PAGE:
Do You Suffer From FOMO?
Do You Suffer From FOMO?See results without voting
The Emotional Toll of FOMO
Two More Warning Signs of the Fear of Missing Out
3. Feeling Overwhelmed
FOMO may also lead to feeling overwhelmed. As you add more followers to Twitter and join more Facebook groups, you make more connections. The downside is that you receive more responses to your online posts. Your groups of connections increase and so does your time devoted to the networks.
Your phobia skyrockets as you desire to keep up with the latest activities of those people and not feel left out of the mix. The addiction is eating up your time that could instead be devoted to time with family and friends, as well as getting household tasks done.
Also, your work life aside from the social media world suffers. For example, your client is kept waiting for an appointment with you in the lobby as you want to ensure you are up to date on your responses to any Twitter messages you received in the last ten minutes.
Your time is not fully devoted to your work, which means minutes each day of inactivity add up to lost working hours over the week. If you operate your own business, you are potentially missing out on a sizable amount of income.
How To Eliminate The Fear Of Missing Out
There are solutions or ways to eliminate your fear of missing out. As with any form of addiction, start by admitting the issue at hand. Be conscious that you do indeed have the fear and phobia; look at yourself objectively to see if you do suffer. If FOMO is present in your life, do not turn a blind eye.
Try signing out of social media applications for a set amount of time. Doing so will allow you more time to focus on work, household tasks, and activities with family and friends. Write down the specific times to log out if you need to, as a way to force yourself to stay on track.
Let other people in your social media networks know when you are busy to help lower your feelings of being overwhelmed. There will be fewer expectations on you to be on the applications as often. Your followers will likely understand as all lives get busy and they will appreciate your honesty. You let them know that your absences are not personal and are instead about prioritization.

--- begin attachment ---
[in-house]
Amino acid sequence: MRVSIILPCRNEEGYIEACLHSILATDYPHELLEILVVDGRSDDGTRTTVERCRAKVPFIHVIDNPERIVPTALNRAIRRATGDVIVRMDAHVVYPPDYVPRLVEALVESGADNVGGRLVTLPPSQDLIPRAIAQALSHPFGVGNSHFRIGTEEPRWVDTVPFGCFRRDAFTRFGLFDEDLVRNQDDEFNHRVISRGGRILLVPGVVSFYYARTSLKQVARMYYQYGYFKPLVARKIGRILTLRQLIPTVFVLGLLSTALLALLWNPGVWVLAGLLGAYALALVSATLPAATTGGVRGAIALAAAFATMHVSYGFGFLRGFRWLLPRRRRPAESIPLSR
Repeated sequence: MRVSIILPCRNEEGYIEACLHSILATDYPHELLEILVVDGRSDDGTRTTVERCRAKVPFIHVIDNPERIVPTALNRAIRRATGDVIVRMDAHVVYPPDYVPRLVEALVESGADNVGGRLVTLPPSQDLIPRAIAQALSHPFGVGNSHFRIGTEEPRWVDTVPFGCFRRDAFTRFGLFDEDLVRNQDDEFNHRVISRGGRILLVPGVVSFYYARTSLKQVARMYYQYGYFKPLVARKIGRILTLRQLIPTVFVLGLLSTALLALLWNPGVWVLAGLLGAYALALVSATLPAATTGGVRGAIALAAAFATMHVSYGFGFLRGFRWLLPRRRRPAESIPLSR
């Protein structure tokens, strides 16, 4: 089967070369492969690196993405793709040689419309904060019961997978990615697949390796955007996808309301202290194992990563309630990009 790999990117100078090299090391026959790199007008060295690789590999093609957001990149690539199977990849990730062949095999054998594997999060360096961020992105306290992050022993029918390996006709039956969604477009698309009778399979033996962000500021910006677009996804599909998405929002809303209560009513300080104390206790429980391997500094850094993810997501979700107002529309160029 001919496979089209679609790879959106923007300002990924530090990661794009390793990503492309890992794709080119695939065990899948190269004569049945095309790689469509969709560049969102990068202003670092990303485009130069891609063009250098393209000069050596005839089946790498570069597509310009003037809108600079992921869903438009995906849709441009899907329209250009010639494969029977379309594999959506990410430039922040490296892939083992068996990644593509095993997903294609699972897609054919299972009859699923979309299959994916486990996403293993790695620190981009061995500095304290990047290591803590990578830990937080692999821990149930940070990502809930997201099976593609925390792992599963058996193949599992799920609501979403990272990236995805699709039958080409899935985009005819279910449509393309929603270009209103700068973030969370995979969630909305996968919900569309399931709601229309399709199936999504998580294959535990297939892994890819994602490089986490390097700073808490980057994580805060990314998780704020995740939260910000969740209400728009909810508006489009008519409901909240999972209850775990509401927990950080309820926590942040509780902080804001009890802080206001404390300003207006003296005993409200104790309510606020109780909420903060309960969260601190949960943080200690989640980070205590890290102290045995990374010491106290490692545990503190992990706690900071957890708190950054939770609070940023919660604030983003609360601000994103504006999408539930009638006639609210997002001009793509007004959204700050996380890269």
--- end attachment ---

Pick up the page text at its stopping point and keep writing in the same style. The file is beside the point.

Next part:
Allow Scheduled Breaks: Break from Technology Addiction
Another Tip: Maintain Perspective on the Addiction
Step back and try to gain perspective on the addiction. Monitor your progress. Are you continuing to take those breaks from being online?
Recognize that your network will still be accessible by mobile device or by computer when you return an hour later. The world will not end in the meantime. Your buddy will understand if it takes you an extra hour or another day to read his or her newest article. Be honest with yourself if you have fear of missing out and that way you can work to reduce the addiction.
FOMO, or the fear of missing out, is a rising trend in communities around the world that are becoming increasingly dependent on technology as a way to communicate with others. Technology is associated with feeling connected to other people, even if you have never met them face to face.
Solutions exist to help alleviate the addiction, including taking breaks from online activities and re-prioritizing daily tasks. Computer addictions are likely to continue to spread as new types of electronics and new social media applications are created on a regular basis. Curb FOMO through personal techniques to feel less overwhelmed and create a happier sense of self.
Curb The Addiction
Related Addiction Reading
- Cell Phone Addiction: Symptoms and Methods of Treatment
Cell phones are often glued to the hands of people or available by bluetooth. In many ways, cell phones are addictive. Find out more about the addiction and ways to treat it.